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Re: [Bisected] Corruption of root fs during git bisect of drm system han

To: Eric Sandeen <sandeen@xxxxxxxxxxx>
Subject: Re: [Bisected] Corruption of root fs during git bisect of drm system hang
From: Markus Trippelsdorf <markus@xxxxxxxxxxxxxxx>
Date: Fri, 19 Jul 2013 21:53:12 +0200
Cc: Stefan Ring <stefanrin@xxxxxxxxx>, Ben Myers <bpm@xxxxxxx>, Mark Tinguely <tinguely@xxxxxxx>, Stan Hoeppner <stan@xxxxxxxxxxxxxxxxx>, Linux fs XFS <xfs@xxxxxxxxxxx>
Delivered-to: xfs@xxxxxxxxxxx
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References: <20130713090523.GA362@x4> <20130712070721.GA359@x4> <20130715022841.GH5228@dastard> <20130715064734.GA361@x4> <20130719122235.GA360@x4> <CAAxjCExBi-4Qgf6-=MBzdkzBmMtu=GTURu46DoD2CzpnF2dinw@xxxxxxxxxxxxxx> <20130719125149.GB360@x4> <51E9630A.3070201@xxxxxxxxxxx> <20130719163220.GA363@x4> <51E99216.9060609@xxxxxxxxxxx>
On 2013.07.19 at 14:23 -0500, Eric Sandeen wrote:
> On 7/19/13 11:32 AM, Markus Trippelsdorf wrote:
> > On 2013.07.19 at 11:02 -0500, Eric Sandeen wrote:
> >> On 7/19/13 7:51 AM, Markus Trippelsdorf wrote:
> >>> On 2013.07.19 at 14:41 +0200, Stefan Ring wrote:
> >>>>> I've bisected this issue to the following commit:
> >>>>>
> >>>>>  commit cca9f93a52d2ead50b5da59ca83d5f469ee4be5f
> >>>>>  Author: Dave Chinner <dchinner@xxxxxxxxxx>
> >>>>>  Date:   Thu Jun 27 16:04:49 2013 +1000
> >>>>>
> >>>>>      xfs: don't do IO when creating an new inode
> >>>>>
> >>>>> Reverting this commit on top of the Linus tree "solves" all problems for
> >>>>> me. IOW I no longer loose my KDE and LibreOffice config files during a
> >>>>> crash. Log recovery now works fine and xfs_repair shows no issues.
> >>>>>
> >>>>> So users of 3.11.0-rc1 beware. Only run this version if you have
> >>>>> up-to-date backups handy.
> >>
> >> Are you certain about that bisection point?  All that does is
> >> say:  When we allocate a new inode, assign it a random generation
> >> number, rather than reading it from disk & incrementing the
> >> older generation number, AFAICS.  So it simply avoids a read IO.
> > 
> > Yes, I'm sure. 
> > As I wrote above I also double-checked by reverting the commit on top of
> > the current Linus tree.
> > 
> >> I wonder if simply changing IO patterns on the SSD changes how
> >> it's doing caching & destaging <handwave>.
> > 
> > No. The corruption also happens on my conventional (spinning) drives.
> > 
> >>>> What I miss in this thread is a distinction between filesystem
> >>>> corruption on the one hand and a few zeroed files on the other. The
> >>>> latter may be a nuisance, but it is expected behavior, while the
> >>>> former should never happen, period, if I'm not mistaken.
> >>>
> >>> Well, it is natural that fs developers at first try to blame userspace.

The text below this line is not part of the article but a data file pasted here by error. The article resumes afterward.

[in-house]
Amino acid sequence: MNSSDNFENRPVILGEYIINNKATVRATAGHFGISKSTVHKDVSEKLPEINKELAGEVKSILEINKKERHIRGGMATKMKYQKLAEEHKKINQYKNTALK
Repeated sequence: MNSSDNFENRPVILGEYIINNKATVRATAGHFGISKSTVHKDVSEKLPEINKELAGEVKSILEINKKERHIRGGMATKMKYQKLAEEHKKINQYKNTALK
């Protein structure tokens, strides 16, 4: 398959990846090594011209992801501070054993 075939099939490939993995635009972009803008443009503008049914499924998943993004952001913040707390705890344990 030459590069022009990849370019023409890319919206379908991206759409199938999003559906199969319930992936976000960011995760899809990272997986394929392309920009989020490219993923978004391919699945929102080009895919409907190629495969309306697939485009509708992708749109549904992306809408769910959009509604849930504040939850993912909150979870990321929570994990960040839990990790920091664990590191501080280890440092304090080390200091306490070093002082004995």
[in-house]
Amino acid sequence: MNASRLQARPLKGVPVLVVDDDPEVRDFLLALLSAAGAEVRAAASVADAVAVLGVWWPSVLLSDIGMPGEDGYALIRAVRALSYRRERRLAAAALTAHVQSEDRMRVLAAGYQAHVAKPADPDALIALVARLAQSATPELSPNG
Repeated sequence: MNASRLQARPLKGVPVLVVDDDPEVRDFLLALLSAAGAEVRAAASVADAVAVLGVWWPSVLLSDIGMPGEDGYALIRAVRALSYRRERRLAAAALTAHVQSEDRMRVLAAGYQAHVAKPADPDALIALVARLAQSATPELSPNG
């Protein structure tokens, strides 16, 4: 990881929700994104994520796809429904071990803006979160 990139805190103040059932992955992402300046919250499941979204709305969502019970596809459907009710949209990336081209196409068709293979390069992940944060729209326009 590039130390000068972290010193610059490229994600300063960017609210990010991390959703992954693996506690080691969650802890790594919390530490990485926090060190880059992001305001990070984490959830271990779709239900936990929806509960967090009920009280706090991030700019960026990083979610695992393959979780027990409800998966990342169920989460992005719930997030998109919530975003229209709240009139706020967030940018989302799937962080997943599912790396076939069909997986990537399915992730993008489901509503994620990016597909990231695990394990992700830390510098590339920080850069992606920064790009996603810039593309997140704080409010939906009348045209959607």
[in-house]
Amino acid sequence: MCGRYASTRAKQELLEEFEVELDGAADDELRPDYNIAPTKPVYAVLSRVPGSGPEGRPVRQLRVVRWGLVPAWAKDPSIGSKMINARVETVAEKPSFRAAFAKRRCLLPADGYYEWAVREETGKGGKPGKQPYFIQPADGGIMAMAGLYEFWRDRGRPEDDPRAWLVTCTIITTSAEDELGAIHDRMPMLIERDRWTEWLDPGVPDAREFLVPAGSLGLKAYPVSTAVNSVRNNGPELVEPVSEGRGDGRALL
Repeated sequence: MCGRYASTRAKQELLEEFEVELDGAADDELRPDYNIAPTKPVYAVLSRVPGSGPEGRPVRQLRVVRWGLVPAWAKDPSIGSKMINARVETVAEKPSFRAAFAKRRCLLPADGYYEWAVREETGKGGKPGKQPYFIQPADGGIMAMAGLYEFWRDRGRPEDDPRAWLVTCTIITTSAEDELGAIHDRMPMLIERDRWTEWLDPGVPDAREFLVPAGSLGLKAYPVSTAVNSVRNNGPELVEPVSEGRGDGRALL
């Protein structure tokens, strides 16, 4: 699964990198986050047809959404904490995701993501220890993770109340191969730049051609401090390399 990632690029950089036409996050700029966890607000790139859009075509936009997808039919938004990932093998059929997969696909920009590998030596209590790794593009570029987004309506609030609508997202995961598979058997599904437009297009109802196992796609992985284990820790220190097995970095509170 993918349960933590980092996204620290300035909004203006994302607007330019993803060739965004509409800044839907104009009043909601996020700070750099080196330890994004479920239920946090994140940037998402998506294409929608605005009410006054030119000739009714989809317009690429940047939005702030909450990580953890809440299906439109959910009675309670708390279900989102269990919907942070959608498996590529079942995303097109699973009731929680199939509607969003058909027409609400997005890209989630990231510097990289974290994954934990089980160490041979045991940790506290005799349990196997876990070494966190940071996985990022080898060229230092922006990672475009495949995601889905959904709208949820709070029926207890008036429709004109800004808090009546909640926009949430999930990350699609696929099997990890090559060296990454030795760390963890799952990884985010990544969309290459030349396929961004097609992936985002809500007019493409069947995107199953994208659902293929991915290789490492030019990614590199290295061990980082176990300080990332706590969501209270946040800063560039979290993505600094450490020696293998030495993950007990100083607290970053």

> >>
> >> I disagree with that, we just need to be clear about your scenarios,
> >> and what integrity guarantees should apply.
> >>
> >>> Unfortunately it turned out that in this case there is filesystem
> >>> corruption. (Fortunately this normally happens only very rarely on rc1
> >>> kernels).
> >>
> >> Corruption is when you get back data that you did not write,
> >> or metadata which is inconsistent or unreadable even after a proper
> >> log replay.
> >>
> >> Corruption is _not_ unsynced, buffered data that was lost on a
> >> crash or poweroff.
> >>
> >> But I might not have followed the thread properly, and I might
> >> misunderstand your situation.
> >>
> >> When you experience this lost file [data] scenario, was it after an
> >> orderly reboot, or after a crash and/or system reset?
> > 
> > To reproduce this issue simply boot into your desktop and then hit
> > sysrq-c and reboot. 
> 
> Ok, a crash, so at a minimum, some buffered data loss is 100% expected.

Sure.

> > After log replay without error messages, the
> > filesystem is in an inconsistent state
> 
> What exactly do you mean by inconsistent state?  Sorry to be pedantic here.

By inconsistent state I mean a filesystem state that forces you to run
xfs_repair to get back to normal.

> > and many small config files are
> > lost. 
> 
> Written how long ago?  Were they fsynced?
> I suppose you are unsure about that, if they're app-written.

I hit sysrq-c ~10 seconds after the KDE session is fully functional.
As I've wrote above I added an fsync to the KDE config file handler. So
the files should be fsynced.

> > There are also undeletable files.
> 
> What happens when you try to delete them?

They show up as "?????? ??????" in "ls -l" and I get an error when I
try to delete them. (I don't recall the exact error message)
See for example the /tmp/.X0-lock file that I mentioned earlier in this
thread.

> > You need to run xfs_repair
> > manually to bring the filesystem back to normal.
> 
> And what is the repair output?

See the outputs I've posted in this thread before. It's always a
variation thereof.

> Can you show an exact sequence of events, capturing all relevant output from 
> repair and/or dmesg, etc, just so we see exactly what you see?

I already did that. 

-- 
Markus

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